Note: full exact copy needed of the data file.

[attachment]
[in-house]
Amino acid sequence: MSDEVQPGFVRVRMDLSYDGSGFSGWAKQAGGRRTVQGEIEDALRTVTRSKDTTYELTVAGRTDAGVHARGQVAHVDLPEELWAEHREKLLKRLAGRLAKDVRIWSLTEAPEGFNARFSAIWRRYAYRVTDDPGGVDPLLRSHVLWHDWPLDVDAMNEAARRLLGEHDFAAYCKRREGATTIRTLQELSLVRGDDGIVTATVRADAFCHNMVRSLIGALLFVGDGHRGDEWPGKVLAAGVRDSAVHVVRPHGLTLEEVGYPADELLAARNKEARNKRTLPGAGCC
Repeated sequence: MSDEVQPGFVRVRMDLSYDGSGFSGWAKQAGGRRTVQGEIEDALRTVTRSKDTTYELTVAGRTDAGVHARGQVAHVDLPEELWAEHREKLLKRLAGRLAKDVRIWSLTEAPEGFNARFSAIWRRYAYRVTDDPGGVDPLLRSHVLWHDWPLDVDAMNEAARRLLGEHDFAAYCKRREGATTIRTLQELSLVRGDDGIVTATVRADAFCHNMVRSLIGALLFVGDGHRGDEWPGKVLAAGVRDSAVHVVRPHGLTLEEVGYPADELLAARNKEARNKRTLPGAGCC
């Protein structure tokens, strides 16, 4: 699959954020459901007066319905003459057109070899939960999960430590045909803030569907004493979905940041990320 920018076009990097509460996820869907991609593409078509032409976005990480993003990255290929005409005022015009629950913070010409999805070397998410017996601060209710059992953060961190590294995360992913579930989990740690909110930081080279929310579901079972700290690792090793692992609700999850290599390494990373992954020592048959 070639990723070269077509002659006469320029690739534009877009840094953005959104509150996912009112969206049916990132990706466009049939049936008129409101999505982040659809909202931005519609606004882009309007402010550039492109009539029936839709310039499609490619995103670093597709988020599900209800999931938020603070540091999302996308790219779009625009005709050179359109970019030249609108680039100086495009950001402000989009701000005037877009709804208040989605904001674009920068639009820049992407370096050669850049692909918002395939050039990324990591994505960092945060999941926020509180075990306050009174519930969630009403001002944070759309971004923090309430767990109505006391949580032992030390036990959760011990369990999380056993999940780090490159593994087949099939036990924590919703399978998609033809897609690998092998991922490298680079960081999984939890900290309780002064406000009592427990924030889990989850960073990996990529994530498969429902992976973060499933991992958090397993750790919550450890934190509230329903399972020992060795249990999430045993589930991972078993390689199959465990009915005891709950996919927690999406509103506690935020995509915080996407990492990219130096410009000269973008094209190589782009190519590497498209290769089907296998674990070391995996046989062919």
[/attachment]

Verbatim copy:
[in-house]
Amino acid sequence: MSDEVQPGFVRVRMDLSYDGSGFSGWAKQAGGRRTVQGEIEDALRTVTRSKDTTYELTVAGRTDAGVHARGQVAHVDLPEELWAEHREKLLKRLAGRLAKDVRIWSLTEAPEGFNARFSAIWRRYAYRVTDDPGGVDPLLRSHVLWHDWPLDVDAMNEAARRLLGEHDFAAYCKRREGATTIRTLQELSLVRGDDGIVTATVRADAFCHNMVRSLIGALLFVGDGHRGDEWPGKVLAAGVRDSAVHVVRPHGLTLEEVGYPADELLAARNKEARNKRTLPGAGCC
Repeated sequence: MSDEVQPGFVRVRMDLSYDGSGFSGWAKQAGGRRTVQGEIEDALRTVTRSKDTTYELTVAGRTDAGVHARGQVAHVDLPEELWAEHREKLLKRLAGRLAKDVRIWSLTEAPEGFNARFSAIWRRYAYRVTDDPGGVDPLLRSHVLWHDWPLDVDAMNEAARRLLGEHDFAAYCKRREGATTIRTLQELSLVRGDDGIVTATVRADAFCHNMVRSLIGALLFVGDGHRGDEWPGKVLAAGVRDSAVHVVRPHGLTLEEVGYPADELLAARNKEARNKRTLPGAGCC
């Protein structure tokens, strides 16, 4: 699959954020459901007066319905003459057109070899939960999960430590045909803030569907004493979905940041990320 920018076009990097509460996820869907991609593409078509032409976005990480993003990255290929005409005022015009629950913070010409999805070397998410017996601060209710059992953060961190590294995360992913579930989990740690909110930081080279929310579901079972700290690792090793692992609700999850290599390494990373992954020592048959 070639990723070269077509002659006469320029690739534009877009840094953005959104509150996912009112969206049916990132990706466009049939049936008129409101999505982040659809909202931005519609606004882009309007402010550039492109009539029936839709310039499609490619995103670093597709988020599900209800999931938020603070540091999302996308790219779009625009005709050179359109970019030249609108680039100086495009950001402000989009701000005037877009709804208040989605904001674009920068639009820049992407370096050669850049692909918002395939050039990324990591994505960092945060999941926020509180075990306050009174519930969630009403001002944070759309971004923090309430767990109505006391949580032992030390036990959760011990369990999380056993999940780090490159593994087949099939036990924590919703399978998609033809897609690998092998991922490298680079960081999984939890900290309780002064406000009592427990924030889990989850960073990996990529994530498969429902992976973060499933991992958090397993750790919550450890934190509230329903399972020992060795249990999430045993589930991972078993390689199959465990009915005891709950996919927690999406509103506690935020995509915080996407990492990219130096410009000269973008094209190589782009190519590497498209290769089907296998674990070391995996046989062919």